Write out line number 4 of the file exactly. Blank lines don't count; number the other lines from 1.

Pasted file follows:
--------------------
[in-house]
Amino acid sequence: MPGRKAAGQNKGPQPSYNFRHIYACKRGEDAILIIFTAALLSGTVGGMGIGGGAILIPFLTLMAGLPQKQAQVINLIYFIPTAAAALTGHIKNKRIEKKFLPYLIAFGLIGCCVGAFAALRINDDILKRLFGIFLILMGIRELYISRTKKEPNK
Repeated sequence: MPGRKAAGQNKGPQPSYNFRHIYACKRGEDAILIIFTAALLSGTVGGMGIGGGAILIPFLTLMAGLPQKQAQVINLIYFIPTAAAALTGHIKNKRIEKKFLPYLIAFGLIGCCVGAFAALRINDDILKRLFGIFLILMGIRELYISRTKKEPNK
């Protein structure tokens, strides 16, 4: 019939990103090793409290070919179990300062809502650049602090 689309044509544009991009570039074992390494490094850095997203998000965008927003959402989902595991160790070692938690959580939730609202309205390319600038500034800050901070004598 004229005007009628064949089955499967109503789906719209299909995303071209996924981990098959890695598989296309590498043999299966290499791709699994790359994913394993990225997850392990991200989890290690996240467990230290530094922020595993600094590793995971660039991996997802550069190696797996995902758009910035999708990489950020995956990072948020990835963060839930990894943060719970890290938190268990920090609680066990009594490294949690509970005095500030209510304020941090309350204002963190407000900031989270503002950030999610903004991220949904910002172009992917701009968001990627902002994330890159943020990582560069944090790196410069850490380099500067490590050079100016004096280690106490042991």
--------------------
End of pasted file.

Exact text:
């Protein structure tokens, strides 16, 4: 019939990103090793409290070919179990300062809502650049602090 689309044509544009991009570039074992390494490094850095997203998000965008927003959402989902595991160790070692938690959580939730609202309205390319600038500034800050901070004598 004229005007009628064949089955499967109503789906719209299909995303071209996924981990098959890695598989296309590498043999299966290499791709699994790359994913394993990225997850392990991200989890290690996240467990230290530094922020595993600094590793995971660039991996997802550069190696797996995902758009910035999708990489950020995956990072948020990835963060839930990894943060719970890290938190268990920090609680066990009594490294949690509970005095500030209510304020941090309350204002963190407000900031989270503002950030999610903004991220949904910002172009992917701009968001990627902002994330890159943020990582560069944090790196410069850490380099500067490590050079100016004096280690106490042991």